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A.I. Over the Years

By Neel C.


Starting in the late 1930s, a new science fiction style had evolved. Dubbed the Golden Age of Science Fiction, this period focused on the experimentation of hypothetical science fiction, exploring the 'what ifs' rather than following the scientifically accurate and logical facts of its predecessor: hard science fiction. One example of such books was Ursula K. Le Guin’s The Lathe of Heaven, which explored the possibility that one man's dreams could alter the course of reality. But the most popular novel of the time has to be Isaac Asimov’s set of short stories I, Robot, which was such a hit that it even scored itself a movie adaptation, starring Will Smith as its main protagonist.


Published in 1950, Asimov’s stories are set in a world in which humans and robots work alongside each other. The stories explore the ups and downs of collaborating with sentient robots, and how the world adapts to the use of these inventions. Many people were intrigued by the new idea, but English Mathematician Alan Turing took this fiction as a possibility. He proposed the revolutionary question: “Can machines think?” Attempting to answer this question, Turing suggested a criterion for machine intelligence, known as the Turing Test. First introduced in his paper Computing Machinery and Intelligence, the test consists of a human judge who tries to differentiate between a machine and a real person based on interactions with each


But in 1955, an official answer to Turing's question was presented. Allen Newell, Cliff Shaw, and Herbert Simon’s Logic Theorist was a program created as an attempt to mimic the problem-solving skills of a human. It is considered by many to be the first artificial intelligence (AI) program, a term coined only a year later.


From 1957 to 1974, the AI industry was on a roll. People were finally getting the hang of using AI in their work, and computers were now faster, stronger, and more accessible to the public. The government also became aware of this revolutionary technology and strove to create a language translation program similar to the modern Google Translate.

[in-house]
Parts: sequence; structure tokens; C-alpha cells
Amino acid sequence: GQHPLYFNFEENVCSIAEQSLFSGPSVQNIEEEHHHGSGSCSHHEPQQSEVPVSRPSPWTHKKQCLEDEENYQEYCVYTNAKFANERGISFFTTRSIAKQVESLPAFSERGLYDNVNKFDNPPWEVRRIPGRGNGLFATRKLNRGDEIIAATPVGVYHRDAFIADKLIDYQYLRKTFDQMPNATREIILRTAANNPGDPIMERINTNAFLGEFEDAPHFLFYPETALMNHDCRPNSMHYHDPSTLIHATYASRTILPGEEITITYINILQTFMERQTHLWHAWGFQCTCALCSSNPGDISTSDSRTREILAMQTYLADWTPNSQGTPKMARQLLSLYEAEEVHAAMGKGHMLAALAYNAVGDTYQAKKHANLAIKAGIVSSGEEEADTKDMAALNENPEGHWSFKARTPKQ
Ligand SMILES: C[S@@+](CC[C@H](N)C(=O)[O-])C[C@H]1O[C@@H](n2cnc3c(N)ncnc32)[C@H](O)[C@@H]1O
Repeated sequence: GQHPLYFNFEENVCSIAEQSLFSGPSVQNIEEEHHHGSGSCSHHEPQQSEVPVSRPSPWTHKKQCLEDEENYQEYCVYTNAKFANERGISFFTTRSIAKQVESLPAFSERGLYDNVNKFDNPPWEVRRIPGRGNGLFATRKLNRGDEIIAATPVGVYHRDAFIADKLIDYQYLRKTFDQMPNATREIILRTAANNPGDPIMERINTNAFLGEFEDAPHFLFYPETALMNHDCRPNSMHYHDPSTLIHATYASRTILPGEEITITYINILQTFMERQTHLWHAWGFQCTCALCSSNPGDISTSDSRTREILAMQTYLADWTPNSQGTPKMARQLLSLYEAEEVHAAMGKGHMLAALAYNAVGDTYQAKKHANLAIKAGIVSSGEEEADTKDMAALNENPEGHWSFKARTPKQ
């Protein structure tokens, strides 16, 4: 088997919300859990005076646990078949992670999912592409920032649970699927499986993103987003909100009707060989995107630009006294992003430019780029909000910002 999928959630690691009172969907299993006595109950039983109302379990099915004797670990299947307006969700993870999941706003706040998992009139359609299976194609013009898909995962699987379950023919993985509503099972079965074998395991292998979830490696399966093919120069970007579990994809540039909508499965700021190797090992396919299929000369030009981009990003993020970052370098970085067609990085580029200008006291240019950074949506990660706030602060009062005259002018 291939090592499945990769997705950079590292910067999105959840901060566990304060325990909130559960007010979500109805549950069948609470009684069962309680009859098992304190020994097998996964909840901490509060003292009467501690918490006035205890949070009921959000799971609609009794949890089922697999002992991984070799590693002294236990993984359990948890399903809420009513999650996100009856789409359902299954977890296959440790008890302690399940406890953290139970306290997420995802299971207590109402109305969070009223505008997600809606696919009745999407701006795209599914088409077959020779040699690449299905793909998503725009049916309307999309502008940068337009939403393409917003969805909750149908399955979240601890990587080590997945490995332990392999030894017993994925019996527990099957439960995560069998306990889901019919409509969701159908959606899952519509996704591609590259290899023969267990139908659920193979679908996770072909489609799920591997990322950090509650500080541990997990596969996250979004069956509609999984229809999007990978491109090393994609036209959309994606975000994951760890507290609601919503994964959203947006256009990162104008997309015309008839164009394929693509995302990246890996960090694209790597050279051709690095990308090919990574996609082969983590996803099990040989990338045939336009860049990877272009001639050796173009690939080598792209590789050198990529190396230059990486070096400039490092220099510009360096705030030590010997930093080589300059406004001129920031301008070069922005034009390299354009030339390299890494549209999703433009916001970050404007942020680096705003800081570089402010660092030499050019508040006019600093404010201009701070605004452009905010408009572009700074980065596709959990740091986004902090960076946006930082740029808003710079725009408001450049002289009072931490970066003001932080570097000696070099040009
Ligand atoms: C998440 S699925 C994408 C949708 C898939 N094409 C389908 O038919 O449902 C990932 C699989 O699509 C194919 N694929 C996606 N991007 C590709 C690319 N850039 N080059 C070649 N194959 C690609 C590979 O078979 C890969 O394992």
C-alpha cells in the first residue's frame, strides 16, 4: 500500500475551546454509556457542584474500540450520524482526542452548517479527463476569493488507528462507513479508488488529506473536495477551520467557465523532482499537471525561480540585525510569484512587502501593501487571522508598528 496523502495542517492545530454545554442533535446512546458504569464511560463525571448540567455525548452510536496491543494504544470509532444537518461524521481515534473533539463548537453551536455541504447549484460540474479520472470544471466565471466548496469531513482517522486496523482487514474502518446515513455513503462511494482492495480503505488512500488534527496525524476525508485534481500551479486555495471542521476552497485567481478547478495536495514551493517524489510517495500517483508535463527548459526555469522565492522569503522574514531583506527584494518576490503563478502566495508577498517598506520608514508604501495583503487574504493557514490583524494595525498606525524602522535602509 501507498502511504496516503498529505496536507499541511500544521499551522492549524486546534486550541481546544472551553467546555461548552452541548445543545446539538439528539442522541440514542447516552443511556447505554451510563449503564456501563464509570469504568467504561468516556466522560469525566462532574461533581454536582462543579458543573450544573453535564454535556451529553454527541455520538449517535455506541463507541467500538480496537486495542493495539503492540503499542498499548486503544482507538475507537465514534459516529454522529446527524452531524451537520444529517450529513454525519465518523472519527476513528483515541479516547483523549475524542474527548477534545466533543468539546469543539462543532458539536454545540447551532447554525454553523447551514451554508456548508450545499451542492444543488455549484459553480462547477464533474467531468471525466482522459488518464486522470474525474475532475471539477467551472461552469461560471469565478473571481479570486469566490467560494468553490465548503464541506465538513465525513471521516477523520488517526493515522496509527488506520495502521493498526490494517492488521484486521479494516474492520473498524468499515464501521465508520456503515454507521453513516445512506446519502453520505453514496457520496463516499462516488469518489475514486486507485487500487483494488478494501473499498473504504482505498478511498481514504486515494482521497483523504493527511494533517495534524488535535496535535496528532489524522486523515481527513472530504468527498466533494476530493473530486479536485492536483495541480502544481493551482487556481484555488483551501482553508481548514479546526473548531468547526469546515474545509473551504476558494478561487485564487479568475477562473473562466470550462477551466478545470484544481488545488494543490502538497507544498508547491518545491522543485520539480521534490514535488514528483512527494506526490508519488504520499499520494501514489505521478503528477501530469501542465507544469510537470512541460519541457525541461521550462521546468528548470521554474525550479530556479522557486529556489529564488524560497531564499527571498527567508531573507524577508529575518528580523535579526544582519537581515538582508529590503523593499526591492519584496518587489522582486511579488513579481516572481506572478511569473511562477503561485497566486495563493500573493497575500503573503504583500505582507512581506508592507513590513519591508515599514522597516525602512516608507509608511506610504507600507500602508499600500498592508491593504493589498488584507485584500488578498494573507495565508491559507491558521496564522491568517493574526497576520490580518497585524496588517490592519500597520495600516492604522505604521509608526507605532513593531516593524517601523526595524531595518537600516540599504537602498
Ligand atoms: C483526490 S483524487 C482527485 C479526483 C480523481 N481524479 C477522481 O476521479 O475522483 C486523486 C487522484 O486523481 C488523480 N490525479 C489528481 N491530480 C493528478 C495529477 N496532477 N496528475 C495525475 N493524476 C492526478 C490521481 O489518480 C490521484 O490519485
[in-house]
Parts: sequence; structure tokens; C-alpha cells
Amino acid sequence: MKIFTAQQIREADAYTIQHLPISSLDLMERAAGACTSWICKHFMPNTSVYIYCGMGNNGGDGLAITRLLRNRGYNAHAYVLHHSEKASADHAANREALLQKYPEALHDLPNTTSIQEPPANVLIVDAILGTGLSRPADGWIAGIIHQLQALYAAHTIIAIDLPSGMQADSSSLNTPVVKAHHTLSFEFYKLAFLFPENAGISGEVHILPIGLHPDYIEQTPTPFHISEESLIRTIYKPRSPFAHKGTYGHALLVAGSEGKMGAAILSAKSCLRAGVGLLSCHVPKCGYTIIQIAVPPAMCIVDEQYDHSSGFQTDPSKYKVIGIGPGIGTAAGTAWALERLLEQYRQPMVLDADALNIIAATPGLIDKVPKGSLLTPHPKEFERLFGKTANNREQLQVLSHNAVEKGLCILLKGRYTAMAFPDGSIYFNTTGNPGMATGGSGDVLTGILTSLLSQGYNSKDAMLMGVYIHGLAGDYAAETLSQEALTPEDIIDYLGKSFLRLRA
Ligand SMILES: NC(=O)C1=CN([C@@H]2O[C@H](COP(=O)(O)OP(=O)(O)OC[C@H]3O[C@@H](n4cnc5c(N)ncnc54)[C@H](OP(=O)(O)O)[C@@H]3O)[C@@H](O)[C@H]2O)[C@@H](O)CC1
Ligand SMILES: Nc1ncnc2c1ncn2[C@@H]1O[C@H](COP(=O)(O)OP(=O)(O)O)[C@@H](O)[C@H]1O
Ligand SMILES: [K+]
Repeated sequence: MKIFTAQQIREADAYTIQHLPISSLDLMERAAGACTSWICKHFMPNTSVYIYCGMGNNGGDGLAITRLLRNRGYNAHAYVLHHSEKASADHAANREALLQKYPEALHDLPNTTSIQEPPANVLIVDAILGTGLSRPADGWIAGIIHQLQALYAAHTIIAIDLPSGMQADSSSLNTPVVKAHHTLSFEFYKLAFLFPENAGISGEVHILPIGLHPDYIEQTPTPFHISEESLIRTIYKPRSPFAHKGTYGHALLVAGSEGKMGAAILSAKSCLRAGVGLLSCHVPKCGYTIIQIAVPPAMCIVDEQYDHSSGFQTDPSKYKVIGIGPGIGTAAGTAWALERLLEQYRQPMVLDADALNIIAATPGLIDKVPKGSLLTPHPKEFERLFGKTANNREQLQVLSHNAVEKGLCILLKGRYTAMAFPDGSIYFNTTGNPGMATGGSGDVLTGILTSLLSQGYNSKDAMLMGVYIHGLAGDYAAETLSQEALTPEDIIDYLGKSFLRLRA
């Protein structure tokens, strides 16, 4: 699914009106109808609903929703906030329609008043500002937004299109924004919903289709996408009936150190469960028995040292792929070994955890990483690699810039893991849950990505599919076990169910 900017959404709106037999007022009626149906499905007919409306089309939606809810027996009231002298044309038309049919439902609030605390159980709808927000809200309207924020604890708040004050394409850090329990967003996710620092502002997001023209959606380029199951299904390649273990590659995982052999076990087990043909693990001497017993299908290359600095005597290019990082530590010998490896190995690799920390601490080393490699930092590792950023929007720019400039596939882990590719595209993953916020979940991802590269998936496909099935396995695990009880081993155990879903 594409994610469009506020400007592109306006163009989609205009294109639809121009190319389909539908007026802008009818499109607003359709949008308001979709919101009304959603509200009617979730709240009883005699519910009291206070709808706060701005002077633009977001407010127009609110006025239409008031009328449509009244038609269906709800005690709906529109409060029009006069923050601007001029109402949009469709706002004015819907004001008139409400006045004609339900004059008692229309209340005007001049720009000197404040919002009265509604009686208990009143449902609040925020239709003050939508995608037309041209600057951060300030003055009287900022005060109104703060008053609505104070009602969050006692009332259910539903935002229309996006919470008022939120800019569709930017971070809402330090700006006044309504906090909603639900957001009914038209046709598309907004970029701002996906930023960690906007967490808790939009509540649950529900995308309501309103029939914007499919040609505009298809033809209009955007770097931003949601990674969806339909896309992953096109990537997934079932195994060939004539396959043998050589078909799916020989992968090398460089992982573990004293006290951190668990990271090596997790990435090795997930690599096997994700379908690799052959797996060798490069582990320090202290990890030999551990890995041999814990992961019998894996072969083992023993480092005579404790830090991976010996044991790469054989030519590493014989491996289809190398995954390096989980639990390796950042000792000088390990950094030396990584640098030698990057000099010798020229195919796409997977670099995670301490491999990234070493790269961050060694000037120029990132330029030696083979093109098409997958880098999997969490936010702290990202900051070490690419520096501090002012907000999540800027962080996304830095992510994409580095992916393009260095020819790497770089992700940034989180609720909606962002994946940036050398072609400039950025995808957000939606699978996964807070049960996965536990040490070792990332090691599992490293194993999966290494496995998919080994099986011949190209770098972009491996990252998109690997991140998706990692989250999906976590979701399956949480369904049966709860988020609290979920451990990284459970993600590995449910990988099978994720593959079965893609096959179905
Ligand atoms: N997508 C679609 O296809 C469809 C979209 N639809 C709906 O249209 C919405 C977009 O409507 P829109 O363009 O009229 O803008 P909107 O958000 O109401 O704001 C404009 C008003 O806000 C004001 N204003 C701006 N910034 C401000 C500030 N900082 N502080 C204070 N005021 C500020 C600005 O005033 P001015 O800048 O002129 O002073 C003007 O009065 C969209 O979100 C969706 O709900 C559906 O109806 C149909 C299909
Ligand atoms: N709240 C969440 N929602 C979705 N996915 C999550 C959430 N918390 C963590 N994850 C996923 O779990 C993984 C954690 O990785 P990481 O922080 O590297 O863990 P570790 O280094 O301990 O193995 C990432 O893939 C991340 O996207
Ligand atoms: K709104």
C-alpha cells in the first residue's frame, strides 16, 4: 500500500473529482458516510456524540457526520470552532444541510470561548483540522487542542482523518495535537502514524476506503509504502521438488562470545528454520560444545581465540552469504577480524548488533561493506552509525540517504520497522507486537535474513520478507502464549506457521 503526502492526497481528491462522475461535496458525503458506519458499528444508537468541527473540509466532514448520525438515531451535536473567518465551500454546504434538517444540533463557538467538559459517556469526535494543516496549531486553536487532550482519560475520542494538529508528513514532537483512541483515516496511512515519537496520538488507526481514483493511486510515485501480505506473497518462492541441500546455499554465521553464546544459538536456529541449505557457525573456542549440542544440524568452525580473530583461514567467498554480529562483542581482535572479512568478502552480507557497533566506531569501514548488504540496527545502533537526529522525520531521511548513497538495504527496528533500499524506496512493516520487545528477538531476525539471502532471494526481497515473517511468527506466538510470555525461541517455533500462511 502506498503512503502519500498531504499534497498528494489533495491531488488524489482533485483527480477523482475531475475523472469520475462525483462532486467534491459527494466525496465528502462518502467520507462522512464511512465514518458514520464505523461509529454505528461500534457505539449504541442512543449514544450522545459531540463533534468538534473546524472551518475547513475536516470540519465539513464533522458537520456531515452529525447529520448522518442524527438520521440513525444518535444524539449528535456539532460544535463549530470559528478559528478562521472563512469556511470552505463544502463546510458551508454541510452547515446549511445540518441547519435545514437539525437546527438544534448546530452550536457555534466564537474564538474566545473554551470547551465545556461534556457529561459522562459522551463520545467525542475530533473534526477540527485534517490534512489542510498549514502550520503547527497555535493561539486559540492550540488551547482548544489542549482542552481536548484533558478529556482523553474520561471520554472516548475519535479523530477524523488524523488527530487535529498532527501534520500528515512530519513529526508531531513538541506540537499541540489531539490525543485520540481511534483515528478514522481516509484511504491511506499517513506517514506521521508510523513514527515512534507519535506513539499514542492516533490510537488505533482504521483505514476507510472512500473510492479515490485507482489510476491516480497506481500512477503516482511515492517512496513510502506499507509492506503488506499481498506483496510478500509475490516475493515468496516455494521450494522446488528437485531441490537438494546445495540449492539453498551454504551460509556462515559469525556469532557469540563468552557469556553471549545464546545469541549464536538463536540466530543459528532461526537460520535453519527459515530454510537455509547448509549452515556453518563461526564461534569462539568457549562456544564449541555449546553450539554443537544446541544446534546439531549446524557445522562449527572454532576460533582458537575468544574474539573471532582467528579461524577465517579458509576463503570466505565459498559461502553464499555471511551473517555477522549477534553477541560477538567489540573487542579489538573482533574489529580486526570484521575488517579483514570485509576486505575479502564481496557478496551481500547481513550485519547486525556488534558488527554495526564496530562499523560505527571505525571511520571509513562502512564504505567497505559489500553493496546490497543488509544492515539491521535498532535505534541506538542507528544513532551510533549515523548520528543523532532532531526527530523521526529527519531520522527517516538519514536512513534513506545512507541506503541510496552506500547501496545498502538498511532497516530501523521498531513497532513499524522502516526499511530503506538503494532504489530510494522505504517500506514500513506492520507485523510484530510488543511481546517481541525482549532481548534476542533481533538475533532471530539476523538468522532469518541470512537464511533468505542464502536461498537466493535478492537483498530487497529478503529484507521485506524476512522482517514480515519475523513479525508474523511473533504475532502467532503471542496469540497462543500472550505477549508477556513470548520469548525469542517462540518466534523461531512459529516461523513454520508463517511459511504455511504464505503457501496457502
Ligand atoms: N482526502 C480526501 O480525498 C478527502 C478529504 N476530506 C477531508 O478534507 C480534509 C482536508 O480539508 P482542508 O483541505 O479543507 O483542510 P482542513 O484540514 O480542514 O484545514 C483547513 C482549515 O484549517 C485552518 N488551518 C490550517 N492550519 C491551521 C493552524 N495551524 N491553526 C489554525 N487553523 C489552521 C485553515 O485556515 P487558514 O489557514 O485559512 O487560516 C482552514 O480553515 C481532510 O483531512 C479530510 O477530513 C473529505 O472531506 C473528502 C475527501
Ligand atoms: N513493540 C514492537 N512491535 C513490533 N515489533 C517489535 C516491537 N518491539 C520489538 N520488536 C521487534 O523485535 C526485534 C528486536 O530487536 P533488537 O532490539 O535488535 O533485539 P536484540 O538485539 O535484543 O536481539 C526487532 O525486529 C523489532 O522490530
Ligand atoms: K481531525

Unfortunately, the awe once held by the people quickly transformed into a sense of fear. This was exactly the effect of Arthur Clarke and Stanley Kubrick’s popular film 2001: A Space Odyssey. In the movie, Clark and Kubrick suggested that by 2001, humans would have developed machines with greater intelligence than that of a human being. The motion picture was then followed by the release of blockbuster 1984 hit Terminator, which depicted a near-future world overrun by killer robots. This insanely popular movie put a roadblock in development within the AI industry as consumers were too scared of the evil possibilities for the tech.


Along with other pieces of fictional media, these movies set off a phenomenon called the Winter of AI. This phase showcased a rapid decrease in funding and hype for artificial intelligence and an overall lack of interest in the field. The crash lasted for six years and was termed by analogy to the concept of nuclear winter. In perspective, had it not been for that half a decade long scare, ChatGPT, an influential AI invention, would have been released to the public in November of 2016. Who knows what scientists now, in 2023, could have done with that head start.


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